A letter from Dr. Hal Weitzbuch…

Have you ever tried to do something nice for someone that just… didn’t turn out right? Well, that happened this past weekend to me. And I feel really bad about it.

Here’s What Happened

Lea, a family friend who is really more like an aunt to me, was turning 65. So a group of her closest friends (myself included) decided to surprise her with a big birthday barbecue. Boy, was she speechless.

When Lea got out of the car and saw her family and friends waving at her from a group of picnic tables… Her face lit up like a little kid. She ran to everyone individually to give them hugs, and had a smile glued to her face for hours.

But later in the day, things took an uncomfortable turn. As Lea was chatting at the “grownups” table, her 4-year-old grandson, Wyatt, ran up to her and give her a flower he’d plucked from the grass. And, when she bent over to thank him for it he gasped and pointed to her part, which had gotten thinner due to hair loss.

“Grandma… what happened to your hair?”

At that moment, the entire table got quiet…Painfully quiet. Lea smiled, said something about getting older under her breath, and brushed the question off the best she could. But she was clearly embarrassed. And the look on her face broke my heart. Kids say the darndest things, don’t they?

awkward comments | JuveTressOf course, Wyatt’s mom pulled him aside to tell him why his comment was inappropriate. But the damage was already done. Lea’s smile was gone, and she had a weariness about her that I hadn’t seen before.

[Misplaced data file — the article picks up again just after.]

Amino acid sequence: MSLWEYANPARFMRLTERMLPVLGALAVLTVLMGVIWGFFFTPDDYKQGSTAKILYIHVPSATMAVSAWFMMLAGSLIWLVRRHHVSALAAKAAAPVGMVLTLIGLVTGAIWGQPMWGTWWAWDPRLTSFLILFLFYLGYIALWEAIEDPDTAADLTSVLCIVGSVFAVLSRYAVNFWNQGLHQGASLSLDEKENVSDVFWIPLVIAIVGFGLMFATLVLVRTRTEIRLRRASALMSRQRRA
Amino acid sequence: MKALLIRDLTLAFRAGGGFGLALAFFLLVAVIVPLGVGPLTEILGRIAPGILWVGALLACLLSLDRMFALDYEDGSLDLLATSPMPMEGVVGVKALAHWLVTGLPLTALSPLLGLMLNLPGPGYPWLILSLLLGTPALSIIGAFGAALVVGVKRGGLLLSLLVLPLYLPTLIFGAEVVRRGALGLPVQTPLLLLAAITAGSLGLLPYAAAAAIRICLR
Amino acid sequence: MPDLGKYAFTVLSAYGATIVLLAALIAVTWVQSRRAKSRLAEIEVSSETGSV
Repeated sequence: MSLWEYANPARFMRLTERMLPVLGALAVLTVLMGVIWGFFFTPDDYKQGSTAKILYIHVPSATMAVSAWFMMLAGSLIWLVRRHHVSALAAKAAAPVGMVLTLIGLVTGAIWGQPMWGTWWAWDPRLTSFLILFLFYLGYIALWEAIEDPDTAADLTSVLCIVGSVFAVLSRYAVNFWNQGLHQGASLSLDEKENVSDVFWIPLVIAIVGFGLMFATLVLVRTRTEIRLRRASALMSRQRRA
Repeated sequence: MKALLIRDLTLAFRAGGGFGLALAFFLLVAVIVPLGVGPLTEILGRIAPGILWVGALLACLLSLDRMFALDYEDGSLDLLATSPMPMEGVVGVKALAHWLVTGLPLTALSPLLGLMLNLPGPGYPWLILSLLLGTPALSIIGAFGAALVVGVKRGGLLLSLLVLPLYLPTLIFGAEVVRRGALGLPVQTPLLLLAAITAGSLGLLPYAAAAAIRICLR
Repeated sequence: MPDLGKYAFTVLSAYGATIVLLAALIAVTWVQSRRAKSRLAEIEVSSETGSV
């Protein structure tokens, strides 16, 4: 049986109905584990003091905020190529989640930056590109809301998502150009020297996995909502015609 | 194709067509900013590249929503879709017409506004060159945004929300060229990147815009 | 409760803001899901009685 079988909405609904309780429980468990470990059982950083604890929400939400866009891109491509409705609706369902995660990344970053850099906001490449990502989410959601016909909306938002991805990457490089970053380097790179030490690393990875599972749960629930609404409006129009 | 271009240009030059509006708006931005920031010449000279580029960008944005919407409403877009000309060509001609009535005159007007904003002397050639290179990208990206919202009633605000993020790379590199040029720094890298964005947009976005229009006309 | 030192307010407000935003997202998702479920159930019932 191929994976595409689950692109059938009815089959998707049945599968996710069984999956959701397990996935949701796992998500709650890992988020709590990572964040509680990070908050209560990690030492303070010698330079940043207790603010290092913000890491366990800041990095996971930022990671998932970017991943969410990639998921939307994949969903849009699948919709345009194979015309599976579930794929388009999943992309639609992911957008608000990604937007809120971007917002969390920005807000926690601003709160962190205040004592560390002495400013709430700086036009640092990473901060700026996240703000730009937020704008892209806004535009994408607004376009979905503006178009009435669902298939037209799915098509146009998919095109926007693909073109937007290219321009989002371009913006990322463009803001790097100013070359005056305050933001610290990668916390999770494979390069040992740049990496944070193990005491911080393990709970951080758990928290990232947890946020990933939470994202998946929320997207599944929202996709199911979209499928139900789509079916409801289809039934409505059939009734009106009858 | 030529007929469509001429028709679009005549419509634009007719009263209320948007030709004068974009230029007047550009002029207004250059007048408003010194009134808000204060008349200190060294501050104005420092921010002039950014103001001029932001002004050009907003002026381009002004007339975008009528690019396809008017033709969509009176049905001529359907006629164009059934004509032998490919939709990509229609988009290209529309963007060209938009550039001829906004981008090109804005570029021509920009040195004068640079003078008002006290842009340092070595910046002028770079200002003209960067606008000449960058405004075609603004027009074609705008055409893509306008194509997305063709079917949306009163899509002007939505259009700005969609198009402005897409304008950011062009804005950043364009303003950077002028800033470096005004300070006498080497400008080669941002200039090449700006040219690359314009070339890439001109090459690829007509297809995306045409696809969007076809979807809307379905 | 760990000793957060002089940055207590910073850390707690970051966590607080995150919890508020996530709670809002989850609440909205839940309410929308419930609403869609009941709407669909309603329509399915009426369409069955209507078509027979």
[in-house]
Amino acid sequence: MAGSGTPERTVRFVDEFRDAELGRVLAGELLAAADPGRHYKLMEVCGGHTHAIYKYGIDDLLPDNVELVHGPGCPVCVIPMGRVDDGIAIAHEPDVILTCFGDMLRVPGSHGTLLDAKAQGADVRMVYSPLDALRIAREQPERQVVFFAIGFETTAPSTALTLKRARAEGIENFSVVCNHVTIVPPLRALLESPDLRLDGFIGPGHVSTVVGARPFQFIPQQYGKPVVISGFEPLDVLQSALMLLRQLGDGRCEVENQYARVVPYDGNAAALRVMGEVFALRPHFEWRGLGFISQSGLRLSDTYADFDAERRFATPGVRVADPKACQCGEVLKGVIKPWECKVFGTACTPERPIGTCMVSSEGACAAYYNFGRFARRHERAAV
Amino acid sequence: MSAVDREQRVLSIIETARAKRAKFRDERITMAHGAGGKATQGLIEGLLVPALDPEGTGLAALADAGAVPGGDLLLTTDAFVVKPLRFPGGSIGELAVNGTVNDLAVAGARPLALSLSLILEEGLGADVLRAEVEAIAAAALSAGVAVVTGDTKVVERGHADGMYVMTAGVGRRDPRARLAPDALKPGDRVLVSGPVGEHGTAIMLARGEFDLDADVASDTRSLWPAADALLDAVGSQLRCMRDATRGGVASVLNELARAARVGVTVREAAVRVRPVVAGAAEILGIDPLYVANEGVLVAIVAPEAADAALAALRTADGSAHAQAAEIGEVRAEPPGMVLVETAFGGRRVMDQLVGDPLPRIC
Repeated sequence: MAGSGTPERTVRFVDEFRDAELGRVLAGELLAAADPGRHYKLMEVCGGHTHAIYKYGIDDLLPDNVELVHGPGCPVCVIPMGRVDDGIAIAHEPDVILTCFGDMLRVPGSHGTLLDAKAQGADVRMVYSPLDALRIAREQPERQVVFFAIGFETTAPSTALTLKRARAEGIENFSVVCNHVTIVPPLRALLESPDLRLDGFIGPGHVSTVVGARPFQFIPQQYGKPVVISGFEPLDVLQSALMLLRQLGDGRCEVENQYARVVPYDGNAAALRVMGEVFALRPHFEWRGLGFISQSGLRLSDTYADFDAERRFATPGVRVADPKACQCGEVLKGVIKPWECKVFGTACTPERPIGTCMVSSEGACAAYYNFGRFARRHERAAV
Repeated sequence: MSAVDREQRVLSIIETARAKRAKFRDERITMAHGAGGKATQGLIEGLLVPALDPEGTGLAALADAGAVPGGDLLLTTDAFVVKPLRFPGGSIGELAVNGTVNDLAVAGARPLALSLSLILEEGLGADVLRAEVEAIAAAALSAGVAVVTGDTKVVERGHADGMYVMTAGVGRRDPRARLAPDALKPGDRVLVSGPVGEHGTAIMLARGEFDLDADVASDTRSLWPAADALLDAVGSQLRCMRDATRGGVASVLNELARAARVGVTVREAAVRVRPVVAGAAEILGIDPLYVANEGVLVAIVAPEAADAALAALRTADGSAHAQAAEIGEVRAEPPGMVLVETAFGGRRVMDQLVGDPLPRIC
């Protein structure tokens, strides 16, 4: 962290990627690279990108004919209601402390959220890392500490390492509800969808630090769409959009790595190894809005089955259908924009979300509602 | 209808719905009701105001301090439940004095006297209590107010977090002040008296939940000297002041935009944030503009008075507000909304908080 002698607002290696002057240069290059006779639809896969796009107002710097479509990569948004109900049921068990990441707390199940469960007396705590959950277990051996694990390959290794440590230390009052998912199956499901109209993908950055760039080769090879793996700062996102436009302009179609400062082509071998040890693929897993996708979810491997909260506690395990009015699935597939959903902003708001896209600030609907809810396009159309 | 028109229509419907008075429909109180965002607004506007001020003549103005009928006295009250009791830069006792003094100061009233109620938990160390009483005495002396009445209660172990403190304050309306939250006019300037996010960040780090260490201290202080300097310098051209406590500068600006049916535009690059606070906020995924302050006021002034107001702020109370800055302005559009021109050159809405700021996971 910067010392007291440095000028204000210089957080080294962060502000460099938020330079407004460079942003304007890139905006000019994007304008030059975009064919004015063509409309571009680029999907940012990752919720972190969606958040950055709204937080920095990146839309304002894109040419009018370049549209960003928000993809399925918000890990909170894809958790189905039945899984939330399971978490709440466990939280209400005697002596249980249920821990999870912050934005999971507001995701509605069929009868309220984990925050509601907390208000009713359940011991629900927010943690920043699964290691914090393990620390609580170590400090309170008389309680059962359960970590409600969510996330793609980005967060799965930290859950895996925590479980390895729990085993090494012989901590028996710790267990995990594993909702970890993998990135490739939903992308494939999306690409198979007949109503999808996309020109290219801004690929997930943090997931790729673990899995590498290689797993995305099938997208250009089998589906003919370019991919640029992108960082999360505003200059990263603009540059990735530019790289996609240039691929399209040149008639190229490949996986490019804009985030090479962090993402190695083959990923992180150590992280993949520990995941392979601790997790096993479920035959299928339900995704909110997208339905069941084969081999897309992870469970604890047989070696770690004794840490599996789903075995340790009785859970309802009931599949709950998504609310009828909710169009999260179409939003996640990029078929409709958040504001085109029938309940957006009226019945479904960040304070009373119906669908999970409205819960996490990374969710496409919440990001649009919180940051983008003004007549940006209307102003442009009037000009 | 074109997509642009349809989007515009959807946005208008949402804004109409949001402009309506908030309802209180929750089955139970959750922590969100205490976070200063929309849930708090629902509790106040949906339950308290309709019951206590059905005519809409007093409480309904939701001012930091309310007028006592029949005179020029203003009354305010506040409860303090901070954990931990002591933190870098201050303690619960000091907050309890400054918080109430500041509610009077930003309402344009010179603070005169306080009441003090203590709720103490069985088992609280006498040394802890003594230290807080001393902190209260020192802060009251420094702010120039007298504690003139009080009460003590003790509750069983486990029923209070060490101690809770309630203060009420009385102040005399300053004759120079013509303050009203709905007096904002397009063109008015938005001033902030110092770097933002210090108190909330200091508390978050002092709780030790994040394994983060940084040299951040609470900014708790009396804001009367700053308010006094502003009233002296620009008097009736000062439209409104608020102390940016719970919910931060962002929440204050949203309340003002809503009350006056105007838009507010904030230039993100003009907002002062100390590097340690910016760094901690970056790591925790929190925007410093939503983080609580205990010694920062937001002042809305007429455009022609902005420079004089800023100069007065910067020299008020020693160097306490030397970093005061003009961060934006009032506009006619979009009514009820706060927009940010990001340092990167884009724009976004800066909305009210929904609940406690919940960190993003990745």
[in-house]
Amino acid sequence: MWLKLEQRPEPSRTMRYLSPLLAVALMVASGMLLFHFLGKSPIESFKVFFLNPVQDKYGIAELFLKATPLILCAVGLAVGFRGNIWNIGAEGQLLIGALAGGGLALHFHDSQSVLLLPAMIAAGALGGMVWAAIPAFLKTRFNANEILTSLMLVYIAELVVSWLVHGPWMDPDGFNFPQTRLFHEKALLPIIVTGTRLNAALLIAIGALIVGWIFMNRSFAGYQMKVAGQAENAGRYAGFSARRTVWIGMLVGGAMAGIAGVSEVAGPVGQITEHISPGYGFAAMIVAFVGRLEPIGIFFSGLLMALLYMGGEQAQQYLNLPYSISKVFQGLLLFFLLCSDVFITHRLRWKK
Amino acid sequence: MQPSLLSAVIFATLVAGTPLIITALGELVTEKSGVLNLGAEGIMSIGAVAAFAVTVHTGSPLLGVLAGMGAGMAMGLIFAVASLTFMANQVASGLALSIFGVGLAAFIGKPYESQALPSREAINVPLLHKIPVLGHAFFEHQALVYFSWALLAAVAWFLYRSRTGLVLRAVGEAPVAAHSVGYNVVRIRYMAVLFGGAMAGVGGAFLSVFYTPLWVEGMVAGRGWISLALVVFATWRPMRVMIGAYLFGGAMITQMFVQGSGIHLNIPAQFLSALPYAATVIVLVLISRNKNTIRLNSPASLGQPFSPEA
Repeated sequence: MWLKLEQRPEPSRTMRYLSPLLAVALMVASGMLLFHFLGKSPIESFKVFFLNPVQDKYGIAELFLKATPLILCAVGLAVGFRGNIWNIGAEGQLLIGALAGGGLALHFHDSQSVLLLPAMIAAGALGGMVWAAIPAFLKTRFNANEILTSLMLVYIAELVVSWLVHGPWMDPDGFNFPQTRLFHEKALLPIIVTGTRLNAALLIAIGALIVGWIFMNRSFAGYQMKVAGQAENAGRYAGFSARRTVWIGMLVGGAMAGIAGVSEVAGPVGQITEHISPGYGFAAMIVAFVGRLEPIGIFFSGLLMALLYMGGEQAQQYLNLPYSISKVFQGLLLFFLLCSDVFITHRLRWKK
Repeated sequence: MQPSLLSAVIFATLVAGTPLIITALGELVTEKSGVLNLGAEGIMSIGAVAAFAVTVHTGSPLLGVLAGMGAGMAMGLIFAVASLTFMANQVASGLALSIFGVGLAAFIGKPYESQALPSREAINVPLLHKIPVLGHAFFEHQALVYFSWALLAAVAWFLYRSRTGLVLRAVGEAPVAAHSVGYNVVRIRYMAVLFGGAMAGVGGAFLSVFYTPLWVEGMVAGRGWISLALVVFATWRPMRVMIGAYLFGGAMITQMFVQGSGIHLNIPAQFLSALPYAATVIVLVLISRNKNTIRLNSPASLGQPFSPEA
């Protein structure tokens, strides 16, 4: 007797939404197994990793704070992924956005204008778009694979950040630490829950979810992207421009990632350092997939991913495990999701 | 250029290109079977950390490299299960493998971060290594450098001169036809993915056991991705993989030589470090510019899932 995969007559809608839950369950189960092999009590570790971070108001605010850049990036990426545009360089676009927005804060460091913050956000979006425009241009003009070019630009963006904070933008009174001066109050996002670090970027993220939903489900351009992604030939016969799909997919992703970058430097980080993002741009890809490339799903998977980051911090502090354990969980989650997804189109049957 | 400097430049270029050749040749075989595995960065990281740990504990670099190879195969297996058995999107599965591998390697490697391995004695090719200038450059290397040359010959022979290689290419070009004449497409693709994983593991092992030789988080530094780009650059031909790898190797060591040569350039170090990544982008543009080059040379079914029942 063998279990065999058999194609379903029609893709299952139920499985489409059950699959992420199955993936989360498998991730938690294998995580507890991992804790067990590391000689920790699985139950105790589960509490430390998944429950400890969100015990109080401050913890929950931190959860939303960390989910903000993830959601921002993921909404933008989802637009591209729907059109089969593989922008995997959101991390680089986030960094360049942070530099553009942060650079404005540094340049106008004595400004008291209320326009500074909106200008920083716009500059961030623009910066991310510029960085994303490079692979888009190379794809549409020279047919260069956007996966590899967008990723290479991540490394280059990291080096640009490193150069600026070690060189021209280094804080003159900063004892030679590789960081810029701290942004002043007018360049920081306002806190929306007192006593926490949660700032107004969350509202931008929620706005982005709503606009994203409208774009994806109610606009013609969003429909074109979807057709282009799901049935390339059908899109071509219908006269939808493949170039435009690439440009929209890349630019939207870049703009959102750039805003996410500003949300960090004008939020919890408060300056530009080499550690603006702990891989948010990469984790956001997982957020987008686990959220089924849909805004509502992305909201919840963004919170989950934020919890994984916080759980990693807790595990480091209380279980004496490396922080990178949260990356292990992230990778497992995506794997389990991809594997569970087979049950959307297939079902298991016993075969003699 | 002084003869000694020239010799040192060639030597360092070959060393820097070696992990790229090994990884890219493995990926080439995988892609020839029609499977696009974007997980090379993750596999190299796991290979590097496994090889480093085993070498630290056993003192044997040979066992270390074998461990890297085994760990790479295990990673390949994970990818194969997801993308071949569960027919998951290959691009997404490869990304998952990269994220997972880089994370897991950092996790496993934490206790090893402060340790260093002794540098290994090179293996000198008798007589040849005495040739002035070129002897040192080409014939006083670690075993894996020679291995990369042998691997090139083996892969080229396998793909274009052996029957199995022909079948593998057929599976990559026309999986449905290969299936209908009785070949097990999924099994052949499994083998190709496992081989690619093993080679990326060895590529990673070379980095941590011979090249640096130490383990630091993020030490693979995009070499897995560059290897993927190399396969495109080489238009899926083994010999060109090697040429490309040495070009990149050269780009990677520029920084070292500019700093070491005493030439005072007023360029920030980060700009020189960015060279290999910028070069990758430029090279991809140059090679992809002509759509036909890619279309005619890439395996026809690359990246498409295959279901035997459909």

Later, when I brought her a piece of cake to check up on her, she said “Really, Hal, I’m fine. I mean, I’m not blind — I know what my hair looks like. It’s just hard when you realize other people can see it too.” And as heartbreaking as it is, I don’t think her fears are that unusual. Deep down, we all worry that others notice our flaws and imperfections. And unfortunately, little Wyatt confirmed that fear for Lea.

Now, the good news is, Lea picked herself up, and was able to enjoy the rest of the party. But I could feel she was still hurting. Especially when she gave me an extra long, “don’t let go” type of hug as she was leaving. The thing is, everyone has fears and insecurities about their looks — especially as they get older. And those insecurities can pop up at the worst possible moments. In fact, I see it at my office all the time. Every day, I talk to men and women who have been hurt by offhand comments. Comments that are never intended to hurt… but do.

As a matter of fact, I had a patient whose granddaughter asked her why she looked so angry all the time. And another patient who recently went out for dinner with a friend said the waiter asked if she was her friend’s MOTHER. Sadly, these sorts of comments (which are usually not ill-intentioned) remind us that we might not look as young as we used to. And — as you know — our hair can be a big part of that equation.

But I’m here to tell you: You’re not alone.

And I want to ask you an important question right now: Has an innocent or offhand comment ever hurt YOUR feelings? And if so, how did it make you feel? I hear my patients talk about this kind of thing all the time, but today, I want to hear from YOU. Because, it can feel good to get these things off your chest. And I’ve found sharing these tough experiences by writing them down can help you get past them.

To confident days ahead,

Dr. Hal Weitzbuch, MD

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